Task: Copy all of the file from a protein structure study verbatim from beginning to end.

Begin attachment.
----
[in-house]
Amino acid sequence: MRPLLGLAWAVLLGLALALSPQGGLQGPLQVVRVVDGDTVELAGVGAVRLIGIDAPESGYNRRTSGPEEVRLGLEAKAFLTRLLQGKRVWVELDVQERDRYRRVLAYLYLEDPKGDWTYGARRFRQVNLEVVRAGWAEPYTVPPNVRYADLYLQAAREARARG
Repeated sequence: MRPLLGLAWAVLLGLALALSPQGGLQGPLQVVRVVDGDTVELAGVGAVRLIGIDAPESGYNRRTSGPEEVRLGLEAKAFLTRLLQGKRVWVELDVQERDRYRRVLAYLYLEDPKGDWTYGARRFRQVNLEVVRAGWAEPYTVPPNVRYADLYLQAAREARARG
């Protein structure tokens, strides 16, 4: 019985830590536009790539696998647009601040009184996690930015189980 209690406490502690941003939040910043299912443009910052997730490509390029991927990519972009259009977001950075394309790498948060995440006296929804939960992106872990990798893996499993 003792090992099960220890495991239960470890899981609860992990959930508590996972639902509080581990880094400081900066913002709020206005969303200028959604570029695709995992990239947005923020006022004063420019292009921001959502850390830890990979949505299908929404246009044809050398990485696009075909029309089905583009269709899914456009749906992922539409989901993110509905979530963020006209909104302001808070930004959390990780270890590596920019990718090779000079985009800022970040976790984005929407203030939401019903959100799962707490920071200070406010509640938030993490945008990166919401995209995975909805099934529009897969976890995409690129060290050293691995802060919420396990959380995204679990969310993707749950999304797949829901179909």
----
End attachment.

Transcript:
[in-house]
Amino acid sequence: MRPLLGLAWAVLLGLALALSPQGGLQGPLQVVRVVDGDTVELAGVGAVRLIGIDAPESGYNRRTSGPEEVRLGLEAKAFLTRLLQGKRVWVELDVQERDRYRRVLAYLYLEDPKGDWTYGARRFRQVNLEVVRAGWAEPYTVPPNVRYADLYLQAAREARARG
Repeated sequence: MRPLLGLAWAVLLGLALALSPQGGLQGPLQVVRVVDGDTVELAGVGAVRLIGIDAPESGYNRRTSGPEEVRLGLEAKAFLTRLLQGKRVWVELDVQERDRYRRVLAYLYLEDPKGDWTYGARRFRQVNLEVVRAGWAEPYTVPPNVRYADLYLQAAREARARG
């Protein structure tokens, strides 16, 4: 019985830590536009790539696998647009601040009184996690930015189980 209690406490502690941003939040910043299912443009910052997730490509390029991927990519972009259009977001950075394309790498948060995440006296929804939960992106872990990798893996499993 003792090992099960220890495991239960470890899981609860992990959930508590996972639902509080581990880094400081900066913002709020206005969303200028959604570029695709995992990239947005923020006022004063420019292009921001959502850390830890990979949505299908929404246009044809050398990485696009075909029309089905583009269709899914456009749906992922539409989901993110509905979530963020006209909104302001808070930004959390990780270890590596920019990718090779000079985009800022970040976790984005929407203030939401019903959100799962707490920071200070406010509640938030993490945008990166919401995209995975909805099934529009897969976890995409690129060290050293691995802060919420396990959380995204679990969310993707749950999304797949829901179909």